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Asking Questions!Asking questions. Did you know that the skill of asking questions, not only adds to your overall communication skills, but can be a great way to start a presentation?  Not only do questions engage your listeners, they also help you as the speaker, focus the attention of your audience. Asking questions is such an easy, simple and effective way to involve an audience, and a popular technique for many speakers. But far too often little thought is given to the ‘process of asking’.

 

Whether we are presenting to an audience of 1000 at a convention centre or to a group of 10 in a boardroom when it comes to asking questions of our audience, here are a few points to keep in mind.

 

Make sure that everyone has heard the question. This is so obvious, yet so often overlooked. Not all parts of every room are quiet to the same degree. Not everyone is tuned-in at the same time to hear what you just asked. There is no crime in repeating parts of your question or in repeating all of it.

 

As the speaker or presenter you are the one who decides the type of questions you want to ask. Do you want to ask a hypothetical, a ‘what if …’ question? Are you looking for people in the audience to sit back and imagine? Examples of imagining or hypothetical questions:  “What if you had all the financial resources to …?” or “Imagine what would happen if we implemented this policy.”  Then pause… Give your listeners a chance to do the imagining.  Always let them know they will have 30 seconds, a minute, two minutes whatever. Give them time to do what you asked them to do.Asking Questions!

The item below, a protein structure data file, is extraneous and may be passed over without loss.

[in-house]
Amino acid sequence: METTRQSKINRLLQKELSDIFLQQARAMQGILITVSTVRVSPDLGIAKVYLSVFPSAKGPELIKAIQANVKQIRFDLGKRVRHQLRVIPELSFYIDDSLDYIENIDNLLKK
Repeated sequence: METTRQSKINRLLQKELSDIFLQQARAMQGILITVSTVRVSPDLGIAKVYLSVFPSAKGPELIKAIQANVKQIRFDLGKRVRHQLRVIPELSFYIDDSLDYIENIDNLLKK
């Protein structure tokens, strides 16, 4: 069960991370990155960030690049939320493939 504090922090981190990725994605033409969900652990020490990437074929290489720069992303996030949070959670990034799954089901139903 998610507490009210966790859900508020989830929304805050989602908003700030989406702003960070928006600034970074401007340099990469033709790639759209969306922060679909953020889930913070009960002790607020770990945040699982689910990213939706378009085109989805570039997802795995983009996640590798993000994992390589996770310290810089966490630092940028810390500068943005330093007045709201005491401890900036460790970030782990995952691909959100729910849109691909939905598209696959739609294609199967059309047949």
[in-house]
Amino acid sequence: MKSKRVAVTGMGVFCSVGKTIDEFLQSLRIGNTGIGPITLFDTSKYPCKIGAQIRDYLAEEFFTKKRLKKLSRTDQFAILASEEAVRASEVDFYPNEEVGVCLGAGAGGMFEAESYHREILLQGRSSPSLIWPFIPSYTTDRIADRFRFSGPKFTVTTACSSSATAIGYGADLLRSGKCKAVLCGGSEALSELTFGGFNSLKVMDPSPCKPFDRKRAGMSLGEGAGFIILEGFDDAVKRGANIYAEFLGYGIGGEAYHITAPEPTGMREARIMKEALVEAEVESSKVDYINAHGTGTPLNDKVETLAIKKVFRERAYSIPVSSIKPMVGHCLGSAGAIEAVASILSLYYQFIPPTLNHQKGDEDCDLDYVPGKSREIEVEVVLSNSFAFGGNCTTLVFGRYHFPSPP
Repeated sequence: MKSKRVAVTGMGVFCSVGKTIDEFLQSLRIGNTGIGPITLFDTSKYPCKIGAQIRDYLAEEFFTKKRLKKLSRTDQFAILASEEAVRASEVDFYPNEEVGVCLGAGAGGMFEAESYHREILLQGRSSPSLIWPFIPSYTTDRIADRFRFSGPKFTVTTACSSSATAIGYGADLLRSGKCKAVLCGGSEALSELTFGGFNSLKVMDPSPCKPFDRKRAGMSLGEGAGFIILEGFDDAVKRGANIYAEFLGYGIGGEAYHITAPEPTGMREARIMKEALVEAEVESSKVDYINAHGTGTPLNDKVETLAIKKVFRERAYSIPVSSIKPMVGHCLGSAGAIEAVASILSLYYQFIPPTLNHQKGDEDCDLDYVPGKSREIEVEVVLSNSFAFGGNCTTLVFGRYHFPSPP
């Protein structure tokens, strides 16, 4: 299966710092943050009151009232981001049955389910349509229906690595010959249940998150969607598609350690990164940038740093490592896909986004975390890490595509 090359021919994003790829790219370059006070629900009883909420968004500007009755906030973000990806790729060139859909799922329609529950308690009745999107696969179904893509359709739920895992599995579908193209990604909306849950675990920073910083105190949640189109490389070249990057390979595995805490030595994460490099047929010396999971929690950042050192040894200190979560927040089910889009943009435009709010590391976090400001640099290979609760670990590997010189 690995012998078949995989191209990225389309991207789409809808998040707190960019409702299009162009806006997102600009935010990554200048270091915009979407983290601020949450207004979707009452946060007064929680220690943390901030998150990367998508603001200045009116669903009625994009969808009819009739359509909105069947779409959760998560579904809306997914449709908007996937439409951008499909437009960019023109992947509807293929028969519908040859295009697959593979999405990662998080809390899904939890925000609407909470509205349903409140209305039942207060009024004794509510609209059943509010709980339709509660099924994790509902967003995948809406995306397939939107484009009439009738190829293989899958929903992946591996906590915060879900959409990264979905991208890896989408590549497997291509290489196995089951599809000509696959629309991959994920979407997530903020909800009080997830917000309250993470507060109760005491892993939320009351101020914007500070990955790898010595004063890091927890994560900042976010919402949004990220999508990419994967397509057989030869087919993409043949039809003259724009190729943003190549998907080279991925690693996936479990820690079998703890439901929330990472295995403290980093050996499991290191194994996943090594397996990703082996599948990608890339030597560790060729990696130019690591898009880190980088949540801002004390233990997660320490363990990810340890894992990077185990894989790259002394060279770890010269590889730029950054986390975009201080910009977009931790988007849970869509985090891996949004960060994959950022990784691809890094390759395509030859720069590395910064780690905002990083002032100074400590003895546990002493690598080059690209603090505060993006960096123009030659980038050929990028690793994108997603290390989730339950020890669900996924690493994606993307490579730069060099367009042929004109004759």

Perhaps you are not interested in dealing with a hypothetical. Instead, you want to ask open-ended, direct questions. Open-ended means you are looking for more than just a one-word response. You want your questions answered directly before moving on with your presentation. However, before you ask, you need to let people in your audience know how you want them to respond. Do you want them to shout out their answers? Jump up from their seats? Put up their hands?

 

No matter which approach you use, shorter questions are better than longer. The shorter the question, the more people will listen, remember the question and provide a quick response. When an audience knows and understands what the speaker wants them to do, they will follow through every time.

 

When your audience starts giving you answers to your questions, don’t just give one-word responses such as “Interesting” or  “Yes” or “Great”. Repeat or paraphrase, and connect the response from the audience member to yours. For example, “Interesting, you see lower absenteeism.” Or “Yes, more engagement.”

 

Every time you acknowledge the audience, you are strengthening your relationship with that audience building on each others communication skills. Always think about where you can join their comments to your content as you move through your presentation.

 

Asking questions. They have amazing impact. Whether you are asking questions at the start of your presentation or you sprinkle them throughout your speech, questions not only engage, they also raise the energy level in the room, and what could be better than that.